Mammoth Cave National Park
Mammoth Cave National Park
Natural United States Of America Europe And North America Counties Of Barren, Edmonson, And Hart In The State Of Kentucky

Mammoth Cave National Park, located in the state of Kentucky, has the world's largest network of natural caves and underground passageways, which are characteristic examples of limestone formations.

The park includes by far the longest cave system in the world, with known passages extending some 550 km. It is of geological importance due to the 25 million years of cave-forming action by the Green River and its tributaries. Almost every type of cave formation is known within the site and the geological processes involved in cave formation are continuing. The long passages with huge chambers, vertical shafts, stalagmites and stalactites, gypsum 'flowers' and 'needles' and other natural features of the cave system are all superlative examples of their types. The park and its underground network of more than 550 km surveyed passageways are home to varied flora and fauna (including a number of endangered species).

It is the most extensive and diverse cave ecosystem in the world, with over 200 species, mostly invertebrate, indigenous to the network of caves, with 42 species adapted to life in total darkness. Outside the cave, the karst topography is superb, with fascinating landscapes, luxuriant vegetation and abundant wildlife - terrestrial vertebrates include 43 mammal, 207 bird, 37 reptile and 27 amphibian species. All the features of a karst drainage system are found within the site. Fossils are distributed throughout the rocks of the Mississippian age and include brachiopods, crinoids and corals.

Surface features are also important and Big Woods, a temperate deciduous oak-hickory dominated forest, is reputed to be one of the largest and best remaining examples of the ancient forest of eastern North America that once covered Kentucky. The vegetation communities on the surface of the plateau include 84 tree varieties, 28 varieties of shrubs and vines, 29 types of fern, 209 wildflowers, 67 species of algae, 27 species of fungi and 7 species of bryophyte. This temperate deciduous oak-hickory forest is dominated by oaks including white, black and chestnut oaks and hickories including pignut and mockernut, with some beech, maples, tulip tree, ash and eastern red cedar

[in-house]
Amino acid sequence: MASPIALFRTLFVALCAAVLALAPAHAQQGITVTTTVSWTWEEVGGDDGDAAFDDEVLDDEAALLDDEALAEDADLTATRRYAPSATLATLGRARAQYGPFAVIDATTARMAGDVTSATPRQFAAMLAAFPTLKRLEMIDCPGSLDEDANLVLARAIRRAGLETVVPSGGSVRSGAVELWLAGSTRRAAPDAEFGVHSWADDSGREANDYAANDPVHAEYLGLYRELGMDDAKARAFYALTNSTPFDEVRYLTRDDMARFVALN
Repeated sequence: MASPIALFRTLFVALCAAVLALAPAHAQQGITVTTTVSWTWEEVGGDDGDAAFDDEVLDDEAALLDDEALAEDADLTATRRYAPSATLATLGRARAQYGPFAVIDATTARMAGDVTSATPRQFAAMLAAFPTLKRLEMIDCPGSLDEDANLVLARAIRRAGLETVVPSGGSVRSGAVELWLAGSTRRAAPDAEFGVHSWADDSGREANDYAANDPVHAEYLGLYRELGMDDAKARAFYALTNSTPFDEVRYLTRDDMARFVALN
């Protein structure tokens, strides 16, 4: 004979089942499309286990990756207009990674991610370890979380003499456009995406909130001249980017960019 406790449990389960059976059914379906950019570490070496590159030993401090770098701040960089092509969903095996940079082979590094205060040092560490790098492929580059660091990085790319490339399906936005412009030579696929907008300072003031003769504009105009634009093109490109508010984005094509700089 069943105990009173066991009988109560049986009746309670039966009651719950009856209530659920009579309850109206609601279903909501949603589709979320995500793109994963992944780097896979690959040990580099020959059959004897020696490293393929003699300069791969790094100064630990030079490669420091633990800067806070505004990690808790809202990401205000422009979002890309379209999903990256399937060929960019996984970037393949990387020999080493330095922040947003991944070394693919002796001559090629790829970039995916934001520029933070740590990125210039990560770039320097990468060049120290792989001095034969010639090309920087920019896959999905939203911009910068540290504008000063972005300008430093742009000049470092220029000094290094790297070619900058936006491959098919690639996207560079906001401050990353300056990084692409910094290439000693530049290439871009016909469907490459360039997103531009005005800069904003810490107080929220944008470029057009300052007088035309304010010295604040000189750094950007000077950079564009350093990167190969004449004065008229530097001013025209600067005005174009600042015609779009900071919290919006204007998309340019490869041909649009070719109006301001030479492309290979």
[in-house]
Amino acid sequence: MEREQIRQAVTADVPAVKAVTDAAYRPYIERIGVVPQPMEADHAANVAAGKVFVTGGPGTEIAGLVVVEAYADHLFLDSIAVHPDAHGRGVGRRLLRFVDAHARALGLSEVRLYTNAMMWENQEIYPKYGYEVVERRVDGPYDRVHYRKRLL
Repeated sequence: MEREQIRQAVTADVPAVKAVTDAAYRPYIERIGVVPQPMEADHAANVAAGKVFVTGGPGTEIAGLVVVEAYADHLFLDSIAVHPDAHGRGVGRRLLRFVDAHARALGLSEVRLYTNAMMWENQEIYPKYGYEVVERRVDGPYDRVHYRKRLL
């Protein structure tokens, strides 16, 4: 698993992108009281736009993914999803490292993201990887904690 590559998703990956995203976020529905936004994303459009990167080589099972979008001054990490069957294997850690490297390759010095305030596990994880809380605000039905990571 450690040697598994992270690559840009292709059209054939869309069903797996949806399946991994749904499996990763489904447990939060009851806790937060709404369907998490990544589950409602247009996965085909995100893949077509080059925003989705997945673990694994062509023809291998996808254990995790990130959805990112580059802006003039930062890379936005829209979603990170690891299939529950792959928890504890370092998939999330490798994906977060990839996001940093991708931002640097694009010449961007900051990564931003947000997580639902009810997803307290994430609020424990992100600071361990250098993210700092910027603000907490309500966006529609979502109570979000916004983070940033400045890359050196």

The troglodyte fauna includes several endangered species of blind fish, shrimp, bat and freshwater mussel.

Of special concern is the Kentucky cave shrimp, a freshwater species of uncertain status. The geological setting has contributed to the species richness of the area with the cave system being old enough to have viable communities of fauna from three karst regions within an area large enough for speciation to have occurred. Nowhere else do the blind fish and their spring-cave dwelling relative co-exist.

Archaeological sites in the area show evidence of four pre-Columbian Indian cultures. Mammoth Cave has been important in the development of human culture, with four distinct cultural periods described: palaeo-Indian, Archaic, Woodland and Mississippian. The early Woodland culture is particularly important because it marked the independent development of organized horticulture in the Western Hemisphere, with primitive agriculture on river floodplains and was the period of the first exploration and mining in Mammoth Cave. Several mummies, sandals, campfire sites, bare foot prints have been found preserved in the stabilizing cave atmosphere.

However, the site does not include the entire river catchments of waters flowing through the site, so future disturbance is possible, particularly to the south and east of the park, where light industry is replacing agriculture.

There are no permanent inhabitants in the core area. About 240 people live in the buffer zones with a further 1,500 in the transition area, including about 600 in Park City.